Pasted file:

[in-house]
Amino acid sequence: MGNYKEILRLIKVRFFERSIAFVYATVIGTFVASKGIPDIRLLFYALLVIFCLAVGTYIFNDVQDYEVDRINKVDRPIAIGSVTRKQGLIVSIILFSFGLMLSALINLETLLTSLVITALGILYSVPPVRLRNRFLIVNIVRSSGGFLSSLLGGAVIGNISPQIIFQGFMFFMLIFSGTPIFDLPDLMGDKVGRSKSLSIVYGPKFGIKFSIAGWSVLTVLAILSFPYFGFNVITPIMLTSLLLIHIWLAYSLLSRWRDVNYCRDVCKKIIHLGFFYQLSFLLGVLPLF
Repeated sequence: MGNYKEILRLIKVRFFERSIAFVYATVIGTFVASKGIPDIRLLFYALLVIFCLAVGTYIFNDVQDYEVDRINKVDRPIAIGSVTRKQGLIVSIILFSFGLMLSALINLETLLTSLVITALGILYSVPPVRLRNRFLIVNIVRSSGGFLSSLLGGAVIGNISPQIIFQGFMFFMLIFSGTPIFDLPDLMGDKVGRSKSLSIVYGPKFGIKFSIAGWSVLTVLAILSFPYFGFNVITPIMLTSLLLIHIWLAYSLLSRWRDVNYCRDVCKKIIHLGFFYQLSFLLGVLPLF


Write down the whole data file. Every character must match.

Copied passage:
[in-house]
Amino acid sequence: MGNYKEILRLIKVRFFERSIAFVYATVIGTFVASKGIPDIRLLFYALLVIFCLAVGTYIFNDVQDYEVDRINKVDRPIAIGSVTRKQGLIVSIILFSFGLMLSALINLETLLTSLVITALGILYSVPPVRLRNRFLIVNIVRSSGGFLSSLLGGAVIGNISPQIIFQGFMFFMLIFSGTPIFDLPDLMGDKVGRSKSLSIVYGPKFGIKFSIAGWSVLTVLAILSFPYFGFNVITPIMLTSLLLIHIWLAYSLLSRWRDVNYCRDVCKKIIHLGFFYQLSFLLGVLPLF
Repeated sequence: MGNYKEILRLIKVRFFERSIAFVYATVIGTFVASKGIPDIRLLFYALLVIFCLAVGTYIFNDVQDYEVDRINKVDRPIAIGSVTRKQGLIVSIILFSFGLMLSALINLETLLTSLVITALGILYSVPPVRLRNRFLIVNIVRSSGGFLSSLLGGAVIGNISPQIIFQGFMFFMLIFSGTPIFDLPDLMGDKVGRSKSLSIVYGPKFGIKFSIAGWSVLTVLAILSFPYFGFNVITPIMLTSLLLIHIWLAYSLLSRWRDVNYCRDVCKKIIHLGFFYQLSFLLGVLPLF